To produce more bass, the driver also needs a large radiating area, ie cone, and to be able to move that cone in and out a comparatively long way. So, we are looking for a large driver, with a good Xmax (sorry for the techno speak but that's another speaker parameter).

Now we need to think about the top end of the frequency range. There are drivers that will go up as far as 10 khz but those same drivers won't go down as low as we would like. So we need a tweeter and now we are back to using two drivers (yes - it's that old hi-fi compromise back to haunt us). But if a tweeter is necessary, we can do one thing to preserve one feature of a single driver speaker, and that is to mount it in the centre of the larger driver, thus preserving the single point-source advantage that will help imaging.

[The Hawthorne Audio SI coaxial driver]

Having discovered that there wasn't such a driver, Darrel Hawthorne approached Eminence and they agreed to make one for him, subject of course to a minimum order quantity. And so the Silver Iris, 15 inch coaxial driver was born, and Hawthorne Audio was in business. Intrigued by the SIs, and the positive comments of the customers who had tried them, I asked if I could try a pair to review here. Hawthorne Audio not only agreed, but sent me their own pair of well run-in SI's so that I could immediately hear them at their best.

[Rear view of SI driver]

The SIs arrived in perfect shape having been very well packaged. On opening the boxes, I found the comparatively large 15 inch driver, the tweeter, and the crossover all neatly wrapped. Hawthorne supply the SI with a dedicated crossover making this an ideal way for even a beginner to get started in constructing their own high-end speaker. It really is easy to have the SIs up and playing music on a simple baffle in less than a couple of hours. That's exactly what I did, using some reclaimed chipboard. I recommend making your baffles out of scrap material until you are satisfied that you have your 'best' design. Then you can spend money if you wish on making the baffles look as good as they sound.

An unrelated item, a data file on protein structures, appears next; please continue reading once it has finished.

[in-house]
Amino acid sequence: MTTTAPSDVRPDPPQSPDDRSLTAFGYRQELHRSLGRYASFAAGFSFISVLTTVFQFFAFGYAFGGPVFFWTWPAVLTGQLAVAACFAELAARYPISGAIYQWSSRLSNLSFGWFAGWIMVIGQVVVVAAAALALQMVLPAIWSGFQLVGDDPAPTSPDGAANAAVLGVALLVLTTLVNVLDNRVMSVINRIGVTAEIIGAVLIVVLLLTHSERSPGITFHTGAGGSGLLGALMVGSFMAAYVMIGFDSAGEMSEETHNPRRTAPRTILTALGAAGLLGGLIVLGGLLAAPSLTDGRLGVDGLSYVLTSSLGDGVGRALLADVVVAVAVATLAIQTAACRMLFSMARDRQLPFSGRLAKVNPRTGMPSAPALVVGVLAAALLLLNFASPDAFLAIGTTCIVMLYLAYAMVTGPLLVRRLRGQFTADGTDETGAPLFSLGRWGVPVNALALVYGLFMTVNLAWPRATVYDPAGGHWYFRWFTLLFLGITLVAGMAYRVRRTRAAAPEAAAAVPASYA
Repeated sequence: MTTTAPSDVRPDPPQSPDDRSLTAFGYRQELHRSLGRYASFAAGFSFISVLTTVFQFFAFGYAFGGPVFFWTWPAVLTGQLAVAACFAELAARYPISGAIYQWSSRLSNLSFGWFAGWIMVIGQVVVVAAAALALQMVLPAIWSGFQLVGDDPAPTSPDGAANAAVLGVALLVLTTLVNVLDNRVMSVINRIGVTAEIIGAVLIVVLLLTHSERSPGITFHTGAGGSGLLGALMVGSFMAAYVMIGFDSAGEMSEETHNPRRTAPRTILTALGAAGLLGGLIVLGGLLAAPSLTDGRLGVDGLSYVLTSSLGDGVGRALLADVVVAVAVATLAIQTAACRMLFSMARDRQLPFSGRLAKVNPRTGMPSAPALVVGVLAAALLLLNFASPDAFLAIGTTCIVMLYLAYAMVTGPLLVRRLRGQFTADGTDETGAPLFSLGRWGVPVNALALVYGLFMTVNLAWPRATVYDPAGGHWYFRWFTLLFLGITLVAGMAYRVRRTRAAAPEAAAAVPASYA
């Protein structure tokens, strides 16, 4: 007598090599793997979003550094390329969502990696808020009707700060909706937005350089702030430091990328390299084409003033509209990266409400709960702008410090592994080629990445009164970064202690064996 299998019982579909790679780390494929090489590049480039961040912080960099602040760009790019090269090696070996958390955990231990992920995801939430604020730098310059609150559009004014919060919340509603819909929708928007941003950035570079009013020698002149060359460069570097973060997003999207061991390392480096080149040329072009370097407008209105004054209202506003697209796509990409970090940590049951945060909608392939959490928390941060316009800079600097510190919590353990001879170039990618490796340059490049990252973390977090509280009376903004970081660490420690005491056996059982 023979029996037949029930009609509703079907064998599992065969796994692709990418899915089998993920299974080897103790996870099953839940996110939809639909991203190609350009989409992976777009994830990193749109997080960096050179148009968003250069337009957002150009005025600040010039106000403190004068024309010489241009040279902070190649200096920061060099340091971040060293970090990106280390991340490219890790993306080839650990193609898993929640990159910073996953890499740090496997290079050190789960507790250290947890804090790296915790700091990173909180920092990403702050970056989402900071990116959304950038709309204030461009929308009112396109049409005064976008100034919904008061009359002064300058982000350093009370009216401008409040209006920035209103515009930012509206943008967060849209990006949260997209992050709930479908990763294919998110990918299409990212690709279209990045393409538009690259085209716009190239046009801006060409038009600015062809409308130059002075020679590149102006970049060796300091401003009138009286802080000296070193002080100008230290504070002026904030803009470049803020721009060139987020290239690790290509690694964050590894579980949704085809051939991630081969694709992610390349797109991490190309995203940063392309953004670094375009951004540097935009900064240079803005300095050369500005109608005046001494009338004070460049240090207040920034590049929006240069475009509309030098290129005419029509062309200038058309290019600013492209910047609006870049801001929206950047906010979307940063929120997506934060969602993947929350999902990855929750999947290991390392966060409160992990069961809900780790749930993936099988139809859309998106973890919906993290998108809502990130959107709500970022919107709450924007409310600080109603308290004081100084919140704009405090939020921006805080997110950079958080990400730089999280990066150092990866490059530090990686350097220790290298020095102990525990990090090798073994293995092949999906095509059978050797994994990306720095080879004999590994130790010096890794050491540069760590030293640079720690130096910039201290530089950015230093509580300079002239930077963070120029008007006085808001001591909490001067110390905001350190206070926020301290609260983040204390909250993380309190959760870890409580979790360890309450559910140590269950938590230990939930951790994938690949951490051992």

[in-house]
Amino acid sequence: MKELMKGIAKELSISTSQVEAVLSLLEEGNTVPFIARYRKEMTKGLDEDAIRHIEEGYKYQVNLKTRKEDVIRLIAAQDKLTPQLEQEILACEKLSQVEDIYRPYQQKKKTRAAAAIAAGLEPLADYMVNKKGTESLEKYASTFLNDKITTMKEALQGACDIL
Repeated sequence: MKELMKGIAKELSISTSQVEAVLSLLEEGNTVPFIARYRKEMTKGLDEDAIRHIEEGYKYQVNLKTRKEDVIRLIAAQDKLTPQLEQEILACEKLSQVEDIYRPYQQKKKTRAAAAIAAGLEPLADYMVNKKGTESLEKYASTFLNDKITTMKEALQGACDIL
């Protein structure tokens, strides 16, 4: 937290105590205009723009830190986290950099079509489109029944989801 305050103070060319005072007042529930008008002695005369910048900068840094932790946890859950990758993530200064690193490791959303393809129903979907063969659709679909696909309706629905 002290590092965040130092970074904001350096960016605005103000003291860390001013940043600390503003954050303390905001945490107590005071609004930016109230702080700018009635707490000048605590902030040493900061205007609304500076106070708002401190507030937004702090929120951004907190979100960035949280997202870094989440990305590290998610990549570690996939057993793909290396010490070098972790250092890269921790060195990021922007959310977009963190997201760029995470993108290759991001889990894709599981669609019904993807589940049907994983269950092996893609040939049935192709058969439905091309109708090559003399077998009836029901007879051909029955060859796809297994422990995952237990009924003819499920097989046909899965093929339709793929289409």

I started with the SIs on baffles 45 inches high and 22 inches wide. Why that size? Well it just so happened that I was able to scrounge two pieces of veneered chipboard that size, and I only had to cut the apertures for the drivers and add a base to support them. The centres of the drivers were about 30 inches up from the floor. I did find the sound a little lean for my liking, and having previously played around with some cheapo drivers in a very low baffle, I cut the SI baffles down and made a couple of trapezoid shaped wings for them such the drivers were angled upwards. The baffles are now 30 inches high with the drivers half way up the baffle. The change in sound was amazing. Not only was the 'lean sound' gone, but the timing improved as well. And of course, the visual impact was greatly reduced too! It's important to point out: the SIs don't require a huge baffle, they have been designed to work properly in a smaller baffle. This can be hard to believe for those used to other drivers in OBs but it's true. In fact, Hawthorne Audio warn against using the SIs in too large a baffle where the bass will then 'swamp' the mid-range.

[Test baffles for the SI driver]